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Entries in Information (6)

Saturday
Mar312012

Nonprofit Tech Companies

This weekend I hosted a party and one of my guests recently started working at Twitter. We had a nice conversation about social media and technology, and how in light of recent high-profile public offerings (Facebook, Groupon, LinkedIn, Pandora, Yelp, Zynga, etc.), little has been known about how these technology companies are turning a profit, like the recent 60 Minutes profile of Groupon.

I live two blocks away from the Zynga headquarters and walk past the Twitter's new building on my way to work each morning, so technology is a community interest for me, in some ways.

And for those tech companies that offer information or tools, it's fascinating to see some great examples of non-profit tech companies that serve a social mission, making the internet more of a nonprofit space, where ads and marketing aren't influencing the user experience.

I've been thinking more and more about this conversation and so I decided to explore the mission statements of my top 10 favorite nonprofit tech companies.

They are (in alphabetical order):

1. Bay Area Video Coalition (San Francisco, CA) bavc.org
Mission: The Bay Area Video Coalition (BAVC) inspires social change by enabling the sharing of diverse stories through art, education and technology.

2. Craigslist Foundation (RIP, San Francisco, CA) craigslist.org
Mission: to empower people to strengthen their communities by connecting them to the resources they need to effectively engage in community building.

3. Creative Commons (Mountain View, CA) creativecommons.org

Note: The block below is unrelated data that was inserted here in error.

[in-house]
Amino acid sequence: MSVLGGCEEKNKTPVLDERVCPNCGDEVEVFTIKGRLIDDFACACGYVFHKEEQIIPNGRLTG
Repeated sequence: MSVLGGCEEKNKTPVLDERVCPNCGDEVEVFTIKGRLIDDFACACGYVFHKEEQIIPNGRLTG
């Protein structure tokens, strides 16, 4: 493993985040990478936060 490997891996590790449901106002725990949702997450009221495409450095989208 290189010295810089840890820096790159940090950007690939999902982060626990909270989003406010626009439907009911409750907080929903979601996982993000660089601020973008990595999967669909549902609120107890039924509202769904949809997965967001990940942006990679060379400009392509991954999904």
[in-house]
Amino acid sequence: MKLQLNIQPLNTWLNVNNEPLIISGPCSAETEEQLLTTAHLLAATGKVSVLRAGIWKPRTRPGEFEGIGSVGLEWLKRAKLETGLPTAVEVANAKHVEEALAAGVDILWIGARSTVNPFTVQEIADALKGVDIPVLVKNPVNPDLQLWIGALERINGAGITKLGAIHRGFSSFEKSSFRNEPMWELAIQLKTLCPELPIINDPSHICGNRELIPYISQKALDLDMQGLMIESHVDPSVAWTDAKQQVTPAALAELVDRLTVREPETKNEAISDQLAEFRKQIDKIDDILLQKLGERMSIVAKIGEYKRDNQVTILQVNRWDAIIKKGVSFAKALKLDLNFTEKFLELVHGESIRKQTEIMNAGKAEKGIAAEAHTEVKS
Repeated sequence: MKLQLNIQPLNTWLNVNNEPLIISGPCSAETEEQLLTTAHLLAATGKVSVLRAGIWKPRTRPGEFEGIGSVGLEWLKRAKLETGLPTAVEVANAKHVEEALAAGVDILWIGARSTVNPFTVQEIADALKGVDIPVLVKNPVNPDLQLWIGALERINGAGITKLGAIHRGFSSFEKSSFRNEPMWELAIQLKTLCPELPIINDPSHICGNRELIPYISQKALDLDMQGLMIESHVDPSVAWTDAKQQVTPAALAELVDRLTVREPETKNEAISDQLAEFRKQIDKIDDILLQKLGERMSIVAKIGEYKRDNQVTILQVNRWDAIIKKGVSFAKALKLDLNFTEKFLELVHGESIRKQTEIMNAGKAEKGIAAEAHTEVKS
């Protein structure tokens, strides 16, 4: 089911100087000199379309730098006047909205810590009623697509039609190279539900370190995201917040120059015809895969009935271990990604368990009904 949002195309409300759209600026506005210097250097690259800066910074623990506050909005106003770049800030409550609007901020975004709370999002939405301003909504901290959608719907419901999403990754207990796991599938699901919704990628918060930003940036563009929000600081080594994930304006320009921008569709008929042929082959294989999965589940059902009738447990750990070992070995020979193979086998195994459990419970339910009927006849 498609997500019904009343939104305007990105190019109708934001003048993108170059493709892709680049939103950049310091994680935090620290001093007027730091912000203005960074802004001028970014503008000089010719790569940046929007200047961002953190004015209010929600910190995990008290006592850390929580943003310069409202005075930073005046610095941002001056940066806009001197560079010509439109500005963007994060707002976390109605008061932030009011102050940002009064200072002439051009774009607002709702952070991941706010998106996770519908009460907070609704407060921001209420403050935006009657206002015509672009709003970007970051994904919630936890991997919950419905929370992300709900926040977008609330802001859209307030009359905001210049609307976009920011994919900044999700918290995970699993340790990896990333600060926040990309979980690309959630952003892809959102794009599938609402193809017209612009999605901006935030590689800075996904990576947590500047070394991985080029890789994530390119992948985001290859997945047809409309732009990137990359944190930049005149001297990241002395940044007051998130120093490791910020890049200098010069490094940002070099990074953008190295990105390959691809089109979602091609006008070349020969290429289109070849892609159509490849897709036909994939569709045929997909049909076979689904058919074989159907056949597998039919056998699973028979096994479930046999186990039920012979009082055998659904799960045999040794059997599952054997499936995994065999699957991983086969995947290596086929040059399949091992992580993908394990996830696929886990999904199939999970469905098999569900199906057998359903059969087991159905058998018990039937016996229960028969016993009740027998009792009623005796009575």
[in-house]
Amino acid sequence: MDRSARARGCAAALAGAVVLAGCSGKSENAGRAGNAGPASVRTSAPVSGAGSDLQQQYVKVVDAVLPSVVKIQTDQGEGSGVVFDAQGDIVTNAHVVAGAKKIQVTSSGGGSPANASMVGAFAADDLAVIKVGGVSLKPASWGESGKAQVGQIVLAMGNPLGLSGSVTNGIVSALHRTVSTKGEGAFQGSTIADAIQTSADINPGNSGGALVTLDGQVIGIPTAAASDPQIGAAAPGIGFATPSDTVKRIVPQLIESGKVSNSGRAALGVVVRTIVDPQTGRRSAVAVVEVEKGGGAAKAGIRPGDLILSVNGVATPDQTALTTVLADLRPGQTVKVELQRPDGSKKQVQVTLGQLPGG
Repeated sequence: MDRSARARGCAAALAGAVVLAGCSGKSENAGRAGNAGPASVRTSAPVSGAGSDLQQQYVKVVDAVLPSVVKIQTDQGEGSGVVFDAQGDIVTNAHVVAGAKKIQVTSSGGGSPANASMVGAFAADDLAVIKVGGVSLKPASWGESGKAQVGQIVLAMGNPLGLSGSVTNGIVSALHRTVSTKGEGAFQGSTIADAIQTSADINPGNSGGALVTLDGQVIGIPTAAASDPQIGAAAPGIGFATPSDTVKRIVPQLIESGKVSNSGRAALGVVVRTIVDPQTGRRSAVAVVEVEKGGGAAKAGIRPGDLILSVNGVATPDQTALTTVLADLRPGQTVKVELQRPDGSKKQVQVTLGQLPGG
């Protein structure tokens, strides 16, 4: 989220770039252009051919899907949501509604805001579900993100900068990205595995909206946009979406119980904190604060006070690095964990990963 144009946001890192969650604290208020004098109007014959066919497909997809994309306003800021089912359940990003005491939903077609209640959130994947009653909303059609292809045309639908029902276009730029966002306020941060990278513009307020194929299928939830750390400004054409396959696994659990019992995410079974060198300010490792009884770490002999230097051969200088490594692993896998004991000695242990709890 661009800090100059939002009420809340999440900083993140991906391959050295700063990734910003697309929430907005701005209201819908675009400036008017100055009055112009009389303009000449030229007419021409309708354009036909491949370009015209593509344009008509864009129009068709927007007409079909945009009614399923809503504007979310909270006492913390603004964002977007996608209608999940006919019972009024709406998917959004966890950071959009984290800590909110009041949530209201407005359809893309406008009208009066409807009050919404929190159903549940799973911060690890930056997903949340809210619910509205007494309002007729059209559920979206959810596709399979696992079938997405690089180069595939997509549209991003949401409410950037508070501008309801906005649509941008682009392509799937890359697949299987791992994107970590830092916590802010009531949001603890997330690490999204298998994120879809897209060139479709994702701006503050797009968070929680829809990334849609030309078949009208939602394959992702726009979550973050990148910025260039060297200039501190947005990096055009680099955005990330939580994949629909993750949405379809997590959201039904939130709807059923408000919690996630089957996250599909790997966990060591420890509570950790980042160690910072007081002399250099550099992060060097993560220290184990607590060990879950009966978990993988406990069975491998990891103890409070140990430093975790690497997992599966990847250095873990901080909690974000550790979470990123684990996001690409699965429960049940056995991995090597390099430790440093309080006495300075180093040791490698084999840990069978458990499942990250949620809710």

Mission: Creative Commons develops, supports, and stewards legal and technical infrastructure that maximizes digital creativity, sharing, and innovation.

4. Electronic Frontier Foundation (San Francisco, CA) eff.org
Mission: The Corporation was formed for the purpose of understanding and fostering the opportunities of digital communication in a free and open society.

5. Internet Archive (San Francisco, CA) archive.org
Mission: to offer permanent access for researchers, historians, scholars, people with disabilities, and the general public to historical collections that exist in digital format.

6. Kahn Academy (Mountain View, CA) kahnacademy.org
Mission: to provide a free world-class education to anyone anywhere.

Note: Kahn Academy was recently featured on 60 Minutes.

7. Mozilla Foundation (Mountain View, CA) mozilla.org
Mission: to promote openness, innovation and opportunity on the web,

8. TechSoup Global (San Francisco, CA) techsoup.org
Mission: TechSoup Global is working toward a time when every nonprofit and NGO on the planet has the technology resources and knowledge they need to operation at their full potential.

9. Tehnology, Entertainment, Design (New York, NY) ted.com
Mission: Spreading ideas.

10. Wikimedia Foundation (San Francisco, CA) wikimediafoundation.org
Mission: to encourage the growth, development, and distribution of free, multilingual content, and to provide the full content of these wiki-based projects to the public free of charge.

Please share your favorite nonprofit tech companies with me! I can be reached at adam@badwound.org.

Saturday
Mar242012

Cooperation Makes It Happen!